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The U.S. Army Corps of Engineers is looking at 114 facilities in all 50 states to convert into potential temporary hospitals in an effort to increase the nation’s hospital capacity in preparation for an expected influx of hundreds of thousands of coronavirus patients.
"I would think that the 114 is going to keep going up by 20 or 30 every single day," said Lt. Gen. Todd Semonite, the commanding general of the Army Corps of Engineers.
Semonite said Friday afternoon he is particularly “concerned” about the virus rapidly spreading to other areas of the country as the number of infections in the United States topped 100,000 Friday. He also announced he is planning to convert Chicago’s McCormick Place convention center into a makeshift hospital to treat 3,000 Covid-19 patients by April 24, at a cost of $75 million.
The coronavirus pandemic is unprecedented for the U.S. Army Corps of Engineers - which is working against the clock to convert existing convention centers, dorms, and hotels into functioning hospitals for both COVID-19 and non COVID-19 patients before the outbreak reaches its peak and overwhelms hospitals nationwide.
“We’ve never done a pandemic capability. We don’t have on the shelf designs on how to modify hotels into COVID centers,” Semonite told reporters at a Pentagon news conference Friday. “We are cutting contracts every night to be able to get contractors to be able to come to facilities.”
On Monday, the largest temporary hospital yet built will open in New York City to non-COVID-19 patients. The Javits Convention Center is now a 2,900-bed hospital, each bed separated by curtains and divided into 10 x 10 foot cubicles. The space is equipped with nurses' stations and engineers are adding showers.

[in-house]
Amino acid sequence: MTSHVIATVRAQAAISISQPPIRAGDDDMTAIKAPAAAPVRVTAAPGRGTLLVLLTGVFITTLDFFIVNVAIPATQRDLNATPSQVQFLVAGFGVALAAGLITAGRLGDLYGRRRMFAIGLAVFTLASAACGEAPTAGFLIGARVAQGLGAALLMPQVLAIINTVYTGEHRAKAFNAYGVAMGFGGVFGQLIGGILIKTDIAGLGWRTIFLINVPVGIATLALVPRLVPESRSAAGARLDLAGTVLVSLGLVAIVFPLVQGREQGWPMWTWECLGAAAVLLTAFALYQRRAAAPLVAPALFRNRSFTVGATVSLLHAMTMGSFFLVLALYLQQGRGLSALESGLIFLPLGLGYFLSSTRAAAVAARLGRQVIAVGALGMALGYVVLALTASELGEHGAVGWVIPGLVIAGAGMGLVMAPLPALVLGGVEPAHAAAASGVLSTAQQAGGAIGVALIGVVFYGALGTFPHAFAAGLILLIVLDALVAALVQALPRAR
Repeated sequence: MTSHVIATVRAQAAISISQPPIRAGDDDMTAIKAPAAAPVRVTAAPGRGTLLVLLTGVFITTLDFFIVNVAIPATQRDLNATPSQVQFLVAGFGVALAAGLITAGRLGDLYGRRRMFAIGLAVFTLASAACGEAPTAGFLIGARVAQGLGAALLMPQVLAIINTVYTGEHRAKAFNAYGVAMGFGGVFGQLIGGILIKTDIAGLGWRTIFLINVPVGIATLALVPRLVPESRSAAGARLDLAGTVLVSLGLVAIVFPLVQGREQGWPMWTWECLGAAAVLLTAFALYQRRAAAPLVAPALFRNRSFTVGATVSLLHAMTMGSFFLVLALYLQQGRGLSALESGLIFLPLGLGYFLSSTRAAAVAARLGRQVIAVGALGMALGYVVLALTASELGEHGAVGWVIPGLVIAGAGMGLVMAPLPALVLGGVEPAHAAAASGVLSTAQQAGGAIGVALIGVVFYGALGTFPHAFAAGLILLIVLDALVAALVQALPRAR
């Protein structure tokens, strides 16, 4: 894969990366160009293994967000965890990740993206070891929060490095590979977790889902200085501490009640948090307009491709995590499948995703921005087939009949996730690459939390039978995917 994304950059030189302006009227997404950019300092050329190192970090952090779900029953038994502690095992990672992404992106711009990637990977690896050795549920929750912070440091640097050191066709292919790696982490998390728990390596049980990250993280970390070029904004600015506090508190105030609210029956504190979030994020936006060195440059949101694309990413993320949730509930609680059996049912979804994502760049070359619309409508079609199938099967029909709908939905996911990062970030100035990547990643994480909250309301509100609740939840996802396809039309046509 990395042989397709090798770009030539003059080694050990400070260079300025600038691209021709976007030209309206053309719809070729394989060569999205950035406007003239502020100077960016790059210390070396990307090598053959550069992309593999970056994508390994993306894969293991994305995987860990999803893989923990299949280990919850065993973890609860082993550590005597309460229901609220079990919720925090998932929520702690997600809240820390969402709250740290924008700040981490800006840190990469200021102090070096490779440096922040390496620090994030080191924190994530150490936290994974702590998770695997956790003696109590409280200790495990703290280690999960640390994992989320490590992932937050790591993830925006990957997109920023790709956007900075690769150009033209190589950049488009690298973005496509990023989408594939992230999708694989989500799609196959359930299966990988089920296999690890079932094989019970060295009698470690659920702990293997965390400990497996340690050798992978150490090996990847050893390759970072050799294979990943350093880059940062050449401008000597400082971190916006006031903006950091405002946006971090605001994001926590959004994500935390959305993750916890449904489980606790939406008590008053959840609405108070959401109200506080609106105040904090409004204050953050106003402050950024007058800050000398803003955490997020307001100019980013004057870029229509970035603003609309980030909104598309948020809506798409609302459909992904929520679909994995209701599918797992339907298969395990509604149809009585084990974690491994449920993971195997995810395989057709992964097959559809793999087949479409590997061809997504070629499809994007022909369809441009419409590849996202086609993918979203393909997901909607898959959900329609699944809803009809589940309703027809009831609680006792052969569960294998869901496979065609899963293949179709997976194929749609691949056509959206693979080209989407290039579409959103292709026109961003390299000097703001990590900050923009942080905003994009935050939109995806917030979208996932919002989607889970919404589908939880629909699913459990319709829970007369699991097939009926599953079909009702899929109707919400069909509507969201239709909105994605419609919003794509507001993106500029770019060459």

New York state is currently ground zero for coronavirus in the U.S. The state has 53,000 hospital beds but officials project they will need 140,000 at the height of the crisis in three weeks' time.
“We have a very narrow window of opportunity and if we don’t meet it we will miss out,” Semonite told Fox News. “It’s not a question of, 'How long do I need?' It’s 'How long do I have?'”
The Javits conversion is one of four temporary hospitals that will open in the New York area within the next two weeks. Three other locations include dormitories at two State University of New York campuses on Long Island.
The rooms are singularly ventilated, allowing COVID-19 patients to be in controlled and pressurized environments.
“We would go in and bring down the pressure 2 or 3 [pounds per square inch],” Lt. General Semonite explained. “Then on the door we would put on a great big plastic - with a zipper - and you’d walk into a controlled room.”
Wireless equipment will allow for each hotel or dorm room to be monitored remotely by nurses, cutting back on the number of personnel needed and limiting the risk of contamination.
New York is the test model for the Corps of Engineers, who are communicating with at least 21 engineer planning teams in other states that have not yet been as heavily impacted by COVID-19.
“We’re learning things every single day,” Semonite told Fox News outside the Javits Center Friday. “When the New York engineers learn how to do a different configuration, we’re then exporting that right away to my team in Washington D.C. and they’re pushing that out to California, Washington and Florida.”
New York Gov. Andrew Cuomo said Friday he has asked President Trump to approve the construction of four more temporary hospitals. The governor said he wants to have a 1,000+ bed facility in every New York City borough and in the hardest-hit surrounding counties of Nassau, Suffolk, and Westchester.
In other words, Cuomo is asking the U.S. Army Corps of Engineers to equip the state with 8,000 temporary hospital beds in eight locations by the end of April.
On Friday, Governor Cuomo scouted the newly proposed temporary hospital sites at the Brooklyn Cruise Terminal, Aqueduct Racetrack in Queens, CUNY Staten Island, and the New York Expo Center in the Bronx.
“We’re also looking at hotels and nursing homes,” Cuomo said. “We’re looking far and wide, [being] very creative, aggressive and finding all the space that we can possibly find.”
An additional 1,000 hospital beds for non-COVID-19 patients is arriving in New York Harbor on Monday. The Navy hospital ship, USNS Comfort, has 12 operating rooms and 1,200 medical personnel.
The U.S. Army has sent roughly 650 medical personnel from two field hospitals to New York City to replenish the first responder ranks - battling the invisible contagion.
“This is a rescue mission you’re on,” Cuomo told a contingency of National Guard troops inside the Javits Center. “The mission is to save lives, that’s what you’re doing.”